Running tedana ME-ICA after NORDIC

Are there any recommendations about removing thermal noise from images using NORDIC before running tedana with meica? Can these two denoising tools be stacked to produce better results? Would the addition of NORDIC lead to mislabeling problems in tedana’s decision trees?

This remains an open question (actually several) - in theory NORDIC will suppress the noise source that the PCA step tries to separate out, so there is absolutely going to be an interaction. It is currently not clear how much the decision tree will be impacted, nor is it clear how to appropriately handle the change in the degrees of freedom due to NORDIC (which matters heavily depending on your analysis strategy).

In the past, I have had subcortical components seperate out better (where g-factor amplification was the highest) but several other users did not see such an effect, which leads me to believe that the outcomes depend heavily on the level of thermal noise in the data.

I will say, you can stack them - it will “work” but you may need to manually select the amount of variance to retain or the number of components. I’d argue that a time and space consuming comparison needs to be done - and to think about whether thermal noise is really a major issue for your data and subsequent analysis. In general, if you are going to be smoothing your data, or doing group statistics, it generally makes less sense to use NORDIC, though this is not a hard rule by any means.

Thanks so much for your reply!

A quick follow-up question: The tedana documentation stresses that “any step that will alter the relationship of signal magnitudes between echoes should occur after denoising and combining of the echoes.” My understanding is that NORDIC is run on each echo separately. Is this a concern?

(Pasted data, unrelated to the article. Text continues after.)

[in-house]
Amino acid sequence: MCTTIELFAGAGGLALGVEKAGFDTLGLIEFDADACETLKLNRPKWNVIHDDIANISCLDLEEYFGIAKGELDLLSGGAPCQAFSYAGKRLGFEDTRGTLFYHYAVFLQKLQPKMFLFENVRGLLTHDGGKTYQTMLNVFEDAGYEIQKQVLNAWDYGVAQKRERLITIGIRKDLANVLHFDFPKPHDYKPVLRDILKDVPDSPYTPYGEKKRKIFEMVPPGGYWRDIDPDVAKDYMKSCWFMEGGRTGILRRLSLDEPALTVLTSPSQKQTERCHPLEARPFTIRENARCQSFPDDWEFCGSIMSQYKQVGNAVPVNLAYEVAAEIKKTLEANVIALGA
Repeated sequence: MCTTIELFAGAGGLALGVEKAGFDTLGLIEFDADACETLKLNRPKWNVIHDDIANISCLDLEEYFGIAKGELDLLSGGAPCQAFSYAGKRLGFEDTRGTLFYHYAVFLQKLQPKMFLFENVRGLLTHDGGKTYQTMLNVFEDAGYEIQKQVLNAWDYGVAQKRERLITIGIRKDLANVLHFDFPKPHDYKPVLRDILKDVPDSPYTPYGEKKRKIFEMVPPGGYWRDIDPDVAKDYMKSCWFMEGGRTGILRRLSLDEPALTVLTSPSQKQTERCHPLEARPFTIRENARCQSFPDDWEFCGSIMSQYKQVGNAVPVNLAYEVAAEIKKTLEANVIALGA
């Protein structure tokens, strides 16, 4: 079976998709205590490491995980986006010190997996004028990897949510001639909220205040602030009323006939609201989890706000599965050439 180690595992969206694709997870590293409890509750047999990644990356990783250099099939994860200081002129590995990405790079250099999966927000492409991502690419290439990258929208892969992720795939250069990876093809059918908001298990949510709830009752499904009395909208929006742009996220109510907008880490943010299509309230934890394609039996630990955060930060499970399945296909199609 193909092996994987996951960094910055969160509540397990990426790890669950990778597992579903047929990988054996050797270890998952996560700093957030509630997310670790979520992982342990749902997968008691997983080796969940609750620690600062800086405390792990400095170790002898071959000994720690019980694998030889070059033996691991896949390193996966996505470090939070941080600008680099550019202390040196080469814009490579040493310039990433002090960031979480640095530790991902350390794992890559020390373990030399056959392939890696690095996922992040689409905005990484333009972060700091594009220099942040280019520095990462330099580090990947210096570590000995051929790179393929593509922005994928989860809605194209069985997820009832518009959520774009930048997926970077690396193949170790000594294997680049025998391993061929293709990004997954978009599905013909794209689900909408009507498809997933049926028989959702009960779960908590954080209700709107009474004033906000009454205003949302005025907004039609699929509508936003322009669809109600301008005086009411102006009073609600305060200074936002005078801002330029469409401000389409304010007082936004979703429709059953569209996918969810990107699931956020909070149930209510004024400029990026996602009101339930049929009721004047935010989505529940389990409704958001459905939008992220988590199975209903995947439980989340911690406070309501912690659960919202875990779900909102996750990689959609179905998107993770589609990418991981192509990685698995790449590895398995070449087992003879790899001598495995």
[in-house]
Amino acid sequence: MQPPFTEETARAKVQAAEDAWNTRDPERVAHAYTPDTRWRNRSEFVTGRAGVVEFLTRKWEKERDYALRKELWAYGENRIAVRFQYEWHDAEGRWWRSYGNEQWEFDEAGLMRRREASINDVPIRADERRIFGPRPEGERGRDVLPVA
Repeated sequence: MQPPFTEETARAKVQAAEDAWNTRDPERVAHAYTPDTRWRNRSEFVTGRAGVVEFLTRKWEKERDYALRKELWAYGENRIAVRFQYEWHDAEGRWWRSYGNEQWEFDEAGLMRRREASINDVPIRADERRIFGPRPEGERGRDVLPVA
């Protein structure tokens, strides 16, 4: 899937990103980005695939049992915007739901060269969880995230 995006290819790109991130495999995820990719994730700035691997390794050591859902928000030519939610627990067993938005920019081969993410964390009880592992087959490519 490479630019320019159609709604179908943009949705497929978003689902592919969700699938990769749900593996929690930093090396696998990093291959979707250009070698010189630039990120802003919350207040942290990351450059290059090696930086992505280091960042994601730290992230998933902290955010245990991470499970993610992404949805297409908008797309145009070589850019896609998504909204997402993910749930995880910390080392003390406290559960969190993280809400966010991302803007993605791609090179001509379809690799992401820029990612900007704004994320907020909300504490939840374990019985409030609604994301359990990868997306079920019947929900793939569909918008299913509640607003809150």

Your understanding is correct (though this is also a point of investigation) - and it is mostly not a concern. If NORDIC is only removing thermal noise, then the relationship of the signal should be unchanged.

However, and this is important - for example if the estimate of the thermal noise is too high and NORDIC removes more than it “should”, then signal amplitude may be reduced. (see, and original blog post: NORDIC denoising on VASO data – layer fMRI blog).

Now - given the amount of noise in fMR, how the T2* is calculated (typically one value for the entire time series), and how much signal NORDIC could really remove in typical unlucky usage - this is likely not a major concern. It is possible that that T2* estimates would change (slightly) and that the resulting optimally combined signal could in turn be slightly different, but I wouldn’t expect it to be a huge effect, unless things go very very wrong.

In sum - definitely right to be concerned, looked closely at the resulting data, but I wouldn’t expect it to be a disaster - at least not an obvious one. I think any negative effects would be subtle and while that is in some ways worse (a sneaky/hidden bad thing you don’t know about!) it also probably wouldn’t be an issue for most analyses. That said, this is an area of active interest and investigation, so things are a bit volatile.

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